How to Sleep and How to Take Power Naps

Why should we sleep?

Scientists are still debating exactly why humans need to sleep but at the moment, studies indicate that a lack thereof results in long-term health complications. Blood pressure regulation and heart health are impacted by sleep and better quality rest results in better quality lives.  Adults require between 8 and 10 hours sleep at night but unfortunately, 21st Century life is changing our sleep cycles. It is nowadays not uncommon to find a working adult averaging 6 hours of sleep per night. Detrimental impacts of a lack of sleep include a loss of concentration, problems with memory recall and high-stress levels.

Circadian Rhythm, REM and N-REM

Circadian Rhythm is your natural body clock. In South Africa, that body clock is set to wake up between 6 AM and 7 AM naturally. That is if you do not suffer from sleep debt. When you are sleeping, you transition through 4 levels of N-REM (Non-Rapid Eye Movement) and 1 level of Rapid Eye Movement. The first 4 levels are for restoration of the immune system and the body as well as for memory building. REM is the stage where we dream. A full cycle of 5 stages takes about 90 minutes to complete. After 90 minutes, you will either wake up or enter another cycle.

Melatonin, the sleepy hormone

Melatonin is released when we sleep and the more melatonin is released, the better quality rest we have. The better your quality of sleep, the greater your immunity and bodily restoration. Therefore, ensure that you create an environment where you will have the best quality rest.

The first way to do this is to ensure your room is dark. Purchase block-out curtains to keep any outside lights out. Secondly, have a relaxing bath or shower before you go to bed. Melatonin peaks, 30 minutes after a hot bath. Finally, avoid blue light. Blue light is part of the colour spectrum emitted by any artificial lights. That includes light bulbs, cell phones, televisions and computers. Blue light confuses the brain into thinking that it is daytime. Your brain, therefore, suppresses the melatonin release and rather releases serotonin, which keeps you awake. The effect of blue light can last up to 3 hours.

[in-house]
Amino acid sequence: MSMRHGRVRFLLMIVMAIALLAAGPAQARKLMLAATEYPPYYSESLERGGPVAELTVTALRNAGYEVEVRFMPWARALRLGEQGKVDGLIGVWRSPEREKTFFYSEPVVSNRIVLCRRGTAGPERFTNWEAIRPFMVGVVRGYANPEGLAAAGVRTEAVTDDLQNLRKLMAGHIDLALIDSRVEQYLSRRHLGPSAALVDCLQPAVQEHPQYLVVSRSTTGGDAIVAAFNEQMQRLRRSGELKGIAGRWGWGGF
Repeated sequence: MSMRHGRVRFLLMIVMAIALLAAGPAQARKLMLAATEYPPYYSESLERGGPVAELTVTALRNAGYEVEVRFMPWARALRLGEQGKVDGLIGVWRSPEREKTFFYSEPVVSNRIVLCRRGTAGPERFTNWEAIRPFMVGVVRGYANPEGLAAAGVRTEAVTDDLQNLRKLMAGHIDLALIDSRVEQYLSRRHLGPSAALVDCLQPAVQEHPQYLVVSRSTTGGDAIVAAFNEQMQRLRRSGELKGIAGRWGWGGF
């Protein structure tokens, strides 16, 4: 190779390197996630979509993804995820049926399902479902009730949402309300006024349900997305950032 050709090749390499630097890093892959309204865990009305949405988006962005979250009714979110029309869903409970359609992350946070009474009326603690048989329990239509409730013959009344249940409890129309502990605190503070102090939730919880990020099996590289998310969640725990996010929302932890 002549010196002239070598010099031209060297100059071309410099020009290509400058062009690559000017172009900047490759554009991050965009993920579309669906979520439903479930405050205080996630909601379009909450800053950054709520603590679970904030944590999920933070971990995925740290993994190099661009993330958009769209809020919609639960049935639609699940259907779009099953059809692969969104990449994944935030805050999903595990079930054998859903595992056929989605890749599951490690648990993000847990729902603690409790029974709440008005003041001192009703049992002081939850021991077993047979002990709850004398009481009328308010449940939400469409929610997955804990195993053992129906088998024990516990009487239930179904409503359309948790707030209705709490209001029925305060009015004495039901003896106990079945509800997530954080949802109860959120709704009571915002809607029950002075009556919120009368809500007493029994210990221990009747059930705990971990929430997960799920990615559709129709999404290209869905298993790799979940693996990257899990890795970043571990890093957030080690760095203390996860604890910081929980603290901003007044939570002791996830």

Sleep Debt

Simply put, sleep debt is the expected hours of sleep minus the actual hours every night. That is, your body expects to rest 8 hours tonight but you only sleep for 7 hours. You, therefore have 1-hour sleep debt.  This debt builds up over consecutive nights and impacts your concentration levels, immunity and overall well-being in the short-term. Over the long term, your body shrugs off the sleep debt and starts from scratch. This is not necessarily a good thing as it will have negative long-term consequences as mentioned earlier. Here’s the book that Megan refers to in the episode:

How to Power Nap:

Power napping is resting your body 10-30 minutes, 3 to 4 times a week. During this 30 minutes, your body is in the first level of N-REM and it is primarily to recharge your batteries. If you rest for longer than 30 minutes, you will enter deeper levels of slumber and therefore feel groggy when you wake up. It, however, takes practice to power nap and you should not get despondent when at first you do not feel rested. Even if you do not physically sleep, trying to relax your thoughts and your body in a meditation state will be enough to recharge your energy levels. Once you have mastered the art of power napping, try to drink a coffee before you nap to amplify the effects of the rest. It is important to remember not to power nap later than 3 PM as it will impact your nighttime rest.

A study in Greece indicated that healthy adults who take naps in the afternoon have a 37% less likely chance of developing cardiovascular disease.

How to fix your sleeping patterns

Finally, if you think that you are not sleeping enough, try the following tips:

  • Do not go to bed later than 22:30.
  • Aim to get 8-10 hours of sleep.
  • Avoid any blue light for up to 3 hours before bedtime.
  • Make your room as dark as possible.
  • Take a bath or shower before you go to bed.
  • Try and take a 30-minute power nap, 3 to 4 times a week.
  • Eat healthy food and exercise to counter the immune deficiency incurred by insufficient rest.
  • Take a 5-7 day holiday every 3 months for recovery.


My guest for this episode, Megan Heuer works with Good Night. She helps parents and babies develop better sleeping patterns. To get into contact with her, follow the links below: